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Late-onset of immunodysregulation, polyendocrinopathy, enteropathy, x-linked syndrome (IPEX) with intractable diarrhea


The syndrome of immune dysregulation, polyendocrinopathy, enteropathy, X linked (IPEX) is a rare disorder caused by mutations in the FOXP3 gene. Diarrhea, diabetes and dermatitis are the hallmark of the disease, with a typical onset within the first months of life. We describe the case of a twelve-year old male affected by a very late-onset IPEX with intractable enteropathy, which markedly improved after starting Sirolimus as second-line treatment. This case suggests that IPEX should always be considered in the differential diagnosis of watery intractable diarrhea, despite its unusual onset.


The syndrome of immune dysregulation, polyendocrinopathy, enteropathy, X-linked (IPEX) is a rare disorder, characterized by diarrhea, type-1 diabetes mellitus (T1DM) and dermatitis with onset within the first months of life [1],[2]. Diarrhea is intractable and persists despite dietary exclusions and bowel rest, resulting in malabsorption and failure to thrive [3]; T1DM can precede or follow enteritis [4]-[6]; dermatitis is severe with eczematiform, ichthyosiform or psoriasiform aspects [7]-[10], other autoimmune diseases are often associated [11].

IPEX is caused by germ-line mutations in the FOXP3 gene, a key regulator of immune tolerance, located in the X-chromosome at Xp11.23-Xq13.3 [12]-[17]. It is critical for the function of CD4+CD25+ regulatory T-cells (TREG) and for the maintenance of peripheral immunologic tolerance [17],[18].


We describe a 12-year-old boy born at term from natural birth after an uncomplicated pregnancy from unrelated parents, referred to our hospital for severe enteritis started one month before with liquid mucus-haematic diarrhoea (height: 50th centile, weight: 10th centile, regularly vaccinated). No potentially triggering events have been reported, such as vaccinations, viral infections or changes in nutrition. In his past history he had recurring episodes of mild atopic dermatitis since the first year of life, a high level of total IgE (400 UI/L), and a constipated bowel (once every two/three days).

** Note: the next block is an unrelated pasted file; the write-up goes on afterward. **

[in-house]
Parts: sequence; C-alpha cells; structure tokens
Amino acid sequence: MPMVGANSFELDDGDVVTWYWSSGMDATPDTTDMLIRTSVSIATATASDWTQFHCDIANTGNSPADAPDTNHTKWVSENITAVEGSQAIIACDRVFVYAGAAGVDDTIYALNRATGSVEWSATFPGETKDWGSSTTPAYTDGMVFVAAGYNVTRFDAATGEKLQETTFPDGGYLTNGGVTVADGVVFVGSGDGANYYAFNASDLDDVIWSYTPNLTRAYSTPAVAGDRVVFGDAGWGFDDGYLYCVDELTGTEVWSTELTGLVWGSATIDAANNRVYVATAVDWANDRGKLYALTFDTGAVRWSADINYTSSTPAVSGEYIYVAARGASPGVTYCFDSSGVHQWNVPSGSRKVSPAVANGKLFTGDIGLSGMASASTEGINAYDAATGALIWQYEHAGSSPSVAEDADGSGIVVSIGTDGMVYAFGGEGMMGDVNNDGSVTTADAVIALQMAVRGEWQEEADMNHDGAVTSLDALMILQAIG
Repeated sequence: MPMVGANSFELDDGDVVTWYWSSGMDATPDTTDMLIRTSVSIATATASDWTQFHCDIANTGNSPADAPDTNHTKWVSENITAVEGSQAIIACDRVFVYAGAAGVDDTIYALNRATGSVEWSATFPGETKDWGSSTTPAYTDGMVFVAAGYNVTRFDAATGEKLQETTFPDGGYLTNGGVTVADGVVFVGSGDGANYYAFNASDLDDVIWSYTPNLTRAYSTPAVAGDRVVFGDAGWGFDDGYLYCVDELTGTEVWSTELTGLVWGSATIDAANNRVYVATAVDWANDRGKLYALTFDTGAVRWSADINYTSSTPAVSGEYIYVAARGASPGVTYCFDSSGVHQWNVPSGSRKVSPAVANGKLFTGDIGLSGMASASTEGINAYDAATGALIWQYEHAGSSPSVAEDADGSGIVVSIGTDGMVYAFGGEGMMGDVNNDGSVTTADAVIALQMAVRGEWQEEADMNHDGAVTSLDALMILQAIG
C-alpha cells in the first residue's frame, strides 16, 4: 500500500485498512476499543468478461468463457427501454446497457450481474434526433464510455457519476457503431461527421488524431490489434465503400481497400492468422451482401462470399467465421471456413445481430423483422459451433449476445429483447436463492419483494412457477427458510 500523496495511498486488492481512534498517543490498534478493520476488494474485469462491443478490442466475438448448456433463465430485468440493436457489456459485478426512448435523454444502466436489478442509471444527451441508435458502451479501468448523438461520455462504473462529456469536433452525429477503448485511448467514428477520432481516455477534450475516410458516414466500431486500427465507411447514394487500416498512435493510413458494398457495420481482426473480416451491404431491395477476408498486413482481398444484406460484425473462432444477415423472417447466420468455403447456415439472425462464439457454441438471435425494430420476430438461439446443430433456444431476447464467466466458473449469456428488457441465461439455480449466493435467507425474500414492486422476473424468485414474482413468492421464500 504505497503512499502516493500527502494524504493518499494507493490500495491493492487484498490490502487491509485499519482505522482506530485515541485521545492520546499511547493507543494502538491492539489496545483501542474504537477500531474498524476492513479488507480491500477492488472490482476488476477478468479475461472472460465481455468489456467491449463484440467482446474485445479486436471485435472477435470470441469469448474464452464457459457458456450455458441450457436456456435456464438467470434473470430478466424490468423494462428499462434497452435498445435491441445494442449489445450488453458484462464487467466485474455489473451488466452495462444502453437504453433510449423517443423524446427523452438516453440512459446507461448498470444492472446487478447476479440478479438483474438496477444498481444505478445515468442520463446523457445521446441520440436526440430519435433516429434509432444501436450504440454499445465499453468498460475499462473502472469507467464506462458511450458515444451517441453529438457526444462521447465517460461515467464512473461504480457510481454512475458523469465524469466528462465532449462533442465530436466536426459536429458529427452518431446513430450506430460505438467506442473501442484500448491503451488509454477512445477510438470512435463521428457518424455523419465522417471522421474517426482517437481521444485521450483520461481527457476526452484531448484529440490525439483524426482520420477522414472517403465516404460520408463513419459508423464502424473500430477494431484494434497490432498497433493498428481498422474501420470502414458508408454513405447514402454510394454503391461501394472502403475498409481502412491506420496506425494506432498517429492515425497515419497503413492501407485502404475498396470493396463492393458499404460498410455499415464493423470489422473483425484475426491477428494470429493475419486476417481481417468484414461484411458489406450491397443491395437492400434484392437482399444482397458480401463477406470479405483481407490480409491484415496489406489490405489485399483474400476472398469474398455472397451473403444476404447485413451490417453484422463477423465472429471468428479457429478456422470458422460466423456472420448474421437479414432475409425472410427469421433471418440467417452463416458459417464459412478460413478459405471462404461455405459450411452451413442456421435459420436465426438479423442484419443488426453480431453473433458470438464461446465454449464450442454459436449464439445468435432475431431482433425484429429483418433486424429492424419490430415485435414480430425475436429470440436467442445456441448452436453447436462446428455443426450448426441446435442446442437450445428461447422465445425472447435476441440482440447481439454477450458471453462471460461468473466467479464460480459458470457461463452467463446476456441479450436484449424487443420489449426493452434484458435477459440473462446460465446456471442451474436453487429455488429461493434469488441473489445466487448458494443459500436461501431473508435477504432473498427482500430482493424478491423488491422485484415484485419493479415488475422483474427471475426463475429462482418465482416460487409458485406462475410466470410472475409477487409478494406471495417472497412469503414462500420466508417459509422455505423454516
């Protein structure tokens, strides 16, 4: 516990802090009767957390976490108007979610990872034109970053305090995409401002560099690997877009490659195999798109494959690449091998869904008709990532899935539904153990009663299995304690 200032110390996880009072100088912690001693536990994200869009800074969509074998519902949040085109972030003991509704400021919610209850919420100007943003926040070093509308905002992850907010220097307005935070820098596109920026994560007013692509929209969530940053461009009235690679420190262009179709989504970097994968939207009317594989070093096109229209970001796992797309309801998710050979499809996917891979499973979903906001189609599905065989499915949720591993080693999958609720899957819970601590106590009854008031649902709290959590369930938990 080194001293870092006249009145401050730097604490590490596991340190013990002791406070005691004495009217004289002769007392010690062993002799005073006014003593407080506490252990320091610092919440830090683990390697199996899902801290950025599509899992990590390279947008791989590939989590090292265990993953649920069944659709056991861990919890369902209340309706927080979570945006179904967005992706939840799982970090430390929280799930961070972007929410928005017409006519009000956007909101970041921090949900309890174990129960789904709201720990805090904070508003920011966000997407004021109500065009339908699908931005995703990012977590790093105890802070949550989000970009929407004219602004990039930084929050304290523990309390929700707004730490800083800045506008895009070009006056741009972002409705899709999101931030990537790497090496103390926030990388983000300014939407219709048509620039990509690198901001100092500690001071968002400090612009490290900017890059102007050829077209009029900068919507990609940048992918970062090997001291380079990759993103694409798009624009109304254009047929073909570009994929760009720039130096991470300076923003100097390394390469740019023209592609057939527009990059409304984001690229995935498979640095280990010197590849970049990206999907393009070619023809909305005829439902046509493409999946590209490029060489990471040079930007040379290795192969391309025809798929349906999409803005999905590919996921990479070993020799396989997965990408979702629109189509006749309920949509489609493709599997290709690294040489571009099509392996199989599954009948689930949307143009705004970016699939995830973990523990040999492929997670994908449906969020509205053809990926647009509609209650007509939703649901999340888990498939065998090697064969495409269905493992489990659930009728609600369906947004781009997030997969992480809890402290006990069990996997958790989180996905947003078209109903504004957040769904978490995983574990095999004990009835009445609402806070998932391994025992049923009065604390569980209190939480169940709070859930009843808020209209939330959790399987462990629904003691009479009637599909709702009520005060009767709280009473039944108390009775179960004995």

On admission, he was dehydrated (7% of weight loss). Blood tests revealed hypoproteinaemia and hypogammaglobulinemia (Table 1), so albumin was replaced.

Table 1 The molecular and clinical features of the patient with IPEX who received sirolimus have been reported

Abdominal ultrasound highlighted wall thickening of the bowel loops. Esophagogastroduodenoscopy (EGDS) and colonoscopy revealed ulcerative lesions at the stomach, duodenum, terminal ileum and colon, giving rise to a suspect of inflammatory bowel disease. Biopsies revealed villous blunting and inflammatory infiltration of the mucosa. After starting intravenous methylprednisolone, metronidazole and parenteral nutrition a partial remission was observed.

Ten days later, for a worsening of symptoms, EGDS and colonoscopy were repeated, with a superimposable picture. Particularly, the biopsies of the colon showed lympho-granulocytic acute inflammation with Graft versus Host Disease-like aspect, a lesion typically reported in IPEX (Figure 1) [30]. Due to the inability to control the symptoms the patient underwent ileostomy.

Figure 1

Biopsy of the colon mucosa highlights a marked inflammatory infiltrate. (A: H&E 5x) with a GVHD-like aspect characterized by a prevalence of lymphocytes CD8+ (red; B) than lymphocytes CD4+ (red; C). Rare lymphocytes expressing FOXP3 were found (red; D).

Despite the age of the patient was atypical for the onset of IPEX, we evaluated the presence of autoantibodies to harmonin, which resulted positive (>100 U.A.). Then, diagnosis was confirmed by the genetic examination of FOXP3 gene, revealing a mutation in the exon 9 (1040G > A), with substitution of Arginine to Histidine (R347H). The mother resulted negative. The total number of lymphocyte and lymphocyte subpopulations was normal, particularly TREG were 5% of the total number.